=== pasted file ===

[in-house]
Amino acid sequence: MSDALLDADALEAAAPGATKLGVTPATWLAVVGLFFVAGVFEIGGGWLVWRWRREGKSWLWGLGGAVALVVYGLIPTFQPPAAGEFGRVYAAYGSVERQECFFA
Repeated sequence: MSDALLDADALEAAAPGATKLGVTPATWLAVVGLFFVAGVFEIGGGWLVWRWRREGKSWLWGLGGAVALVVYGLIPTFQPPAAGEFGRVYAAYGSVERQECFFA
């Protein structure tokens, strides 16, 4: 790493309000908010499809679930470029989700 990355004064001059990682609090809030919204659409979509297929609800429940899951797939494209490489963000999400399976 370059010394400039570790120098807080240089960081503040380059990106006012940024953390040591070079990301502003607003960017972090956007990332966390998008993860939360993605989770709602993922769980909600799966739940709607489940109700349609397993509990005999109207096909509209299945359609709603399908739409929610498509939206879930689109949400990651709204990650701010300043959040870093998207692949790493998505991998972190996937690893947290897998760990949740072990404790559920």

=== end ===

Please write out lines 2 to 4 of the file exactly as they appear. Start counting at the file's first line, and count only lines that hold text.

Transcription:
Amino acid sequence: MSDALLDADALEAAAPGATKLGVTPATWLAVVGLFFVAGVFEIGGGWLVWRWRREGKSWLWGLGGAVALVVYGLIPTFQPPAAGEFGRVYAAYGSVERQECFFA
Repeated sequence: MSDALLDADALEAAAPGATKLGVTPATWLAVVGLFFVAGVFEIGGGWLVWRWRREGKSWLWGLGGAVALVVYGLIPTFQPPAAGEFGRVYAAYGSVERQECFFA
């Protein structure tokens, strides 16, 4: 790493309000908010499809679930470029989700 990355004064001059990682609090809030919204659409979509297929609800429940899951797939494209490489963000999400399976 370059010394400039570790120098807080240089960081503040380059990106006012940024953390040591070079990301502003607003960017972090956007990332966390998008993860939360993605989770709602993922769980909600799966739940709607489940109700349609397993509990005999109207096909509209299945359609709603399908739409929610498509939206879930689109949400990651709204990650701010300043959040870093998207692949790493998505991998972190996937690893947290897998760990949740072990404790559920």